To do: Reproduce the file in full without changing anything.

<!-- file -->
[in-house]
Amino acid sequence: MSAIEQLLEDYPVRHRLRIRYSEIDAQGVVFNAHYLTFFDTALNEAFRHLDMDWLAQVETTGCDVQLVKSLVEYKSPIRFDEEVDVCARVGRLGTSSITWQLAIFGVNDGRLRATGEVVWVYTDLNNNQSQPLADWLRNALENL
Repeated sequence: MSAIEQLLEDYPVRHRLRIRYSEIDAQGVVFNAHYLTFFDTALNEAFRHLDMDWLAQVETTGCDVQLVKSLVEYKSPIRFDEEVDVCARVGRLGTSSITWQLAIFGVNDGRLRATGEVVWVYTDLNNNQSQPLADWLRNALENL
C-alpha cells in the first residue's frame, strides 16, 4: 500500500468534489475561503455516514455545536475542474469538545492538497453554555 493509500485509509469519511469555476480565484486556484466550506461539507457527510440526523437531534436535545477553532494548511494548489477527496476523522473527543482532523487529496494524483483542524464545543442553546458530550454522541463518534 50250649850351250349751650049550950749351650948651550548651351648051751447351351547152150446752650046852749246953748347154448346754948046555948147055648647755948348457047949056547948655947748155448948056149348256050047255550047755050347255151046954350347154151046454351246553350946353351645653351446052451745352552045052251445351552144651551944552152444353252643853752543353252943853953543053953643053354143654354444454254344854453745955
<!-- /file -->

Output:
[in-house]
Amino acid sequence: MSAIEQLLEDYPVRHRLRIRYSEIDAQGVVFNAHYLTFFDTALNEAFRHLDMDWLAQVETTGCDVQLVKSLVEYKSPIRFDEEVDVCARVGRLGTSSITWQLAIFGVNDGRLRATGEVVWVYTDLNNNQSQPLADWLRNALENL
Repeated sequence: MSAIEQLLEDYPVRHRLRIRYSEIDAQGVVFNAHYLTFFDTALNEAFRHLDMDWLAQVETTGCDVQLVKSLVEYKSPIRFDEEVDVCARVGRLGTSSITWQLAIFGVNDGRLRATGEVVWVYTDLNNNQSQPLADWLRNALENL
C-alpha cells in the first residue's frame, strides 16, 4: 500500500468534489475561503455516514455545536475542474469538545492538497453554555 493509500485509509469519511469555476480565484486556484466550506461539507457527510440526523437531534436535545477553532494548511494548489477527496476523522473527543482532523487529496494524483483542524464545543442553546458530550454522541463518534 50250649850351250349751650049550950749351650948651550548651351648051751447351351547152150446752650046852749246953748347154448346754948046555948147055648647755948348457047949056547948655947748155448948056149348256050047255550047755050347255151046954350347154151046454351246553350946353351645653351446052451745352552045052251445351552144651551944552152444353252643853752543353252943853953543053953643053354143654354444454254344854453745955